In 1924, Parameshwara Maiya and his brothers left their village near Udupi to start a small restaurant called Brahmin Coffee Club on Bengaluru’s Lalbagh Fort Road, serving coffee and idlis.
After Parameshwara’s death, the other brothers, Yagnanarayana and Ganappayya, joined hands to rename the restaurant Mavalli Tiffin Rooms or MTR–named after the locality in which it was situated. In 1960, the restaurant, which takes inspiration from the Udipi cuisine of Karnataka, was moved to its current location on Lalbagh Road.
Today, MTR is one of Bengaluru’s oldest restaurants and a landmark too. This popular food outlet is well known for its rava idli, which was invented as a consequence of less rice supply during World War II.
While the brand has several outlets in the city, one must head to the original Lalbagh outlet from where its journey began. Get here early in the morning to enjoy your fill of South Indian fare, paired with strong filter coffee.
Where: 14, Lal Bagh Main Rd, Doddamavalli, Sudhama Nagar, Bengaluru
Hours: 6.30 am–11 am; 12.30 pm–8.30 pm
Even if you haven’t visited Delhi, there’s a high chance you know of Karim’s–the historic restaurant that makes everyone salivate with its selection of Mughlai delicacies.
Ever since it opened its doors to the public in 1913, the restaurant in Old Delhi’s bustling Jama Masjid area has been known for its kebabs, mutton stew, chicken jahangiri, and mutton korma. The story goes that Haji Karimuddin, the son of Mohammed Aziz (a cook in the royal court), desired to open a space that would serve Mughlai specialties to those who travelled to Delhi. From a tiny space in the 1900s, which only served two dishes (alu gosht and daal with rumali roti) to over 50 outlets in India and the UAE, Karim’s has certainly come a long way, but its heart is still in the right place.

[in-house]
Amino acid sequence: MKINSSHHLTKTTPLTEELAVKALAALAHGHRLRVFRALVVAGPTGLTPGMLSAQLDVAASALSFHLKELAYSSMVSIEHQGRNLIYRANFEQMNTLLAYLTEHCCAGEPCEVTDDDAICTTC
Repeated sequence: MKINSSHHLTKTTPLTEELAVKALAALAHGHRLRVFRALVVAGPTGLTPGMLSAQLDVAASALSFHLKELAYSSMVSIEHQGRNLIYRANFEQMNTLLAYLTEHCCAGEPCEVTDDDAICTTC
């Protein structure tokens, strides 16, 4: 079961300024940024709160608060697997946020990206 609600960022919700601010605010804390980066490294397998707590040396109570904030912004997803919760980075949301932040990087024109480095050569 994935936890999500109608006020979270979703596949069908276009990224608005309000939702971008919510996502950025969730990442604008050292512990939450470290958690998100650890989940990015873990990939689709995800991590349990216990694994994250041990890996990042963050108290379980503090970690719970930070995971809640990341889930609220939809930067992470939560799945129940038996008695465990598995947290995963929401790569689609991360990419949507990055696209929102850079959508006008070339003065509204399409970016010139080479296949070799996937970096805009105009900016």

Where: 6, Gali Kababian, Jama Masjid, New Delhi
Hours: 9 am–1 am
Another iconic eatery is Glenary’s in Chauk Bazaar, Darjeeling. The eatery was founded as Vado, by an Italian with the same name, over 110 years ago. It was taken over by the family of a local worker after Independence and renamed to what it is today.
The bakery is well-known for its chocolates and baked treats, particularly the toasty apple pie, cinnamon buns, and savouries that pair well with crisp Darjeeling tea. Take the staircase and head to the café to enjoy its legendary breakfast or savour an evening meal with a view of the gorgeous Kanchenjunga. The basement houses a bar–The Buzz Bar.
Where: Nehru Road, near Clock Tower, Chauk Bazaar, Darjeeling
Hours: 6.30 am–9.30 pm
Pritam Restaurant, Mumbai
Established in the bustling street of Dadar in 1942 by Prahlad Singh Kohli, Pritam Restaurant has a legendary legacy that spans over four generations.
Stars from the golden age of Bollywood have dined here with their entourage–from Madhubala, Meena Kumari, and Sunil Dutt to Dharmendra, Pran, and Dilip Kumar. Today, the restaurant is favoured by families, corporate firms, and couples, who come for its non-vegetarian delicacies, particularly the butter chicken that was born here in Mumbai.
Pritam also has one of the city’s oldest bars. It also houses the iconic Pritam da Dhaba, an alfresco dining spot, unlike anything the city has ever seen.
Where: 1, Swami Ganjivandas Marg, Dadar East, Dadar, Mumbai
Hours: 12 pm–12 am; 7 pm–12 am (dhaba)
Kolkata and Flurys are always mentioned in the same breath. Such is the charm of the tearoom that, even today, people of all age groups line up here for a bite of its gooey rum balls, crispy lemon tarts, and flaky chicken patties.
Over the years, Kolkata’s Park Street junction has seen the rise and fall of many brands, but the iconic pink outlet of Flurys, which opened in 1927, continues to attract visitors from all over the world, with its nostalgic treats and old-world decor.
Founded by Swiss expatriate couple Mrs and Mr J Flury, the tearoom was taken over by the Apeejay Surrendra Group in 1965. With over 40 outlets in and around Kolkata, and one in Navi Mumbai, Flurys continues to be popular for its chocolates, pastries, cookies, and cakes.
Where: 18A, Park Street, Kolkata
Hours: 6 am–1 am
Edited by Swetha Kannan